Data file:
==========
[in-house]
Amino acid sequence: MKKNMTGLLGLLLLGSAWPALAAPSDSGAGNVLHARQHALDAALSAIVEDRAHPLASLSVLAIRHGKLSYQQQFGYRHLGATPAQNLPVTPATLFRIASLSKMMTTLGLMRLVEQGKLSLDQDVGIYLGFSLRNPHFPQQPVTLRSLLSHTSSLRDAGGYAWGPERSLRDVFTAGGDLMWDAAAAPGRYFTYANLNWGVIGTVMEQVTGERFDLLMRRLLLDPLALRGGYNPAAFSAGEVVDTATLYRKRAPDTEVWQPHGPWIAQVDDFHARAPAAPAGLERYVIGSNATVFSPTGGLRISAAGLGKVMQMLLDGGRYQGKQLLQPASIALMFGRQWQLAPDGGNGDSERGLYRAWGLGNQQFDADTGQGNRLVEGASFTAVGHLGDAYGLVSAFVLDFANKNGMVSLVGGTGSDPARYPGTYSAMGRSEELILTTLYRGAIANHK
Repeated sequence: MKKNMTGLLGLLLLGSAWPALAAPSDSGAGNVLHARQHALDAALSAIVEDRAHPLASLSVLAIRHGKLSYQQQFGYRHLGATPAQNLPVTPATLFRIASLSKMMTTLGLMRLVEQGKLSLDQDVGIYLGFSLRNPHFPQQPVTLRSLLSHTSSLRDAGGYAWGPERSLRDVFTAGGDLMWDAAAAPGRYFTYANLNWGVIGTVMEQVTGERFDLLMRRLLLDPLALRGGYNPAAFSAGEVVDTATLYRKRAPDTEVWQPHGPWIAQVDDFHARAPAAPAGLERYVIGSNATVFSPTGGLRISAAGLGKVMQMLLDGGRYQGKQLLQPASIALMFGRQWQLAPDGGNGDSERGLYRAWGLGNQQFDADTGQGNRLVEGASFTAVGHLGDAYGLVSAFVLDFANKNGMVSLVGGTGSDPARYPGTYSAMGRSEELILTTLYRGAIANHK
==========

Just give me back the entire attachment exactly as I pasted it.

[in-house]
Amino acid sequence: MKKNMTGLLGLLLLGSAWPALAAPSDSGAGNVLHARQHALDAALSAIVEDRAHPLASLSVLAIRHGKLSYQQQFGYRHLGATPAQNLPVTPATLFRIASLSKMMTTLGLMRLVEQGKLSLDQDVGIYLGFSLRNPHFPQQPVTLRSLLSHTSSLRDAGGYAWGPERSLRDVFTAGGDLMWDAAAAPGRYFTYANLNWGVIGTVMEQVTGERFDLLMRRLLLDPLALRGGYNPAAFSAGEVVDTATLYRKRAPDTEVWQPHGPWIAQVDDFHARAPAAPAGLERYVIGSNATVFSPTGGLRISAAGLGKVMQMLLDGGRYQGKQLLQPASIALMFGRQWQLAPDGGNGDSERGLYRAWGLGNQQFDADTGQGNRLVEGASFTAVGHLGDAYGLVSAFVLDFANKNGMVSLVGGTGSDPARYPGTYSAMGRSEELILTTLYRGAIANHK
Repeated sequence: MKKNMTGLLGLLLLGSAWPALAAPSDSGAGNVLHARQHALDAALSAIVEDRAHPLASLSVLAIRHGKLSYQQQFGYRHLGATPAQNLPVTPATLFRIASLSKMMTTLGLMRLVEQGKLSLDQDVGIYLGFSLRNPHFPQQPVTLRSLLSHTSSLRDAGGYAWGPERSLRDVFTAGGDLMWDAAAAPGRYFTYANLNWGVIGTVMEQVTGERFDLLMRRLLLDPLALRGGYNPAAFSAGEVVDTATLYRKRAPDTEVWQPHGPWIAQVDDFHARAPAAPAGLERYVIGSNATVFSPTGGLRISAAGLGKVMQMLLDGGRYQGKQLLQPASIALMFGRQWQLAPDGGNGDSERGLYRAWGLGNQQFDADTGQGNRLVEGASFTAVGHLGDAYGLVSAFVLDFANKNGMVSLVGGTGSDPARYPGTYSAMGRSEELILTTLYRGAIANHK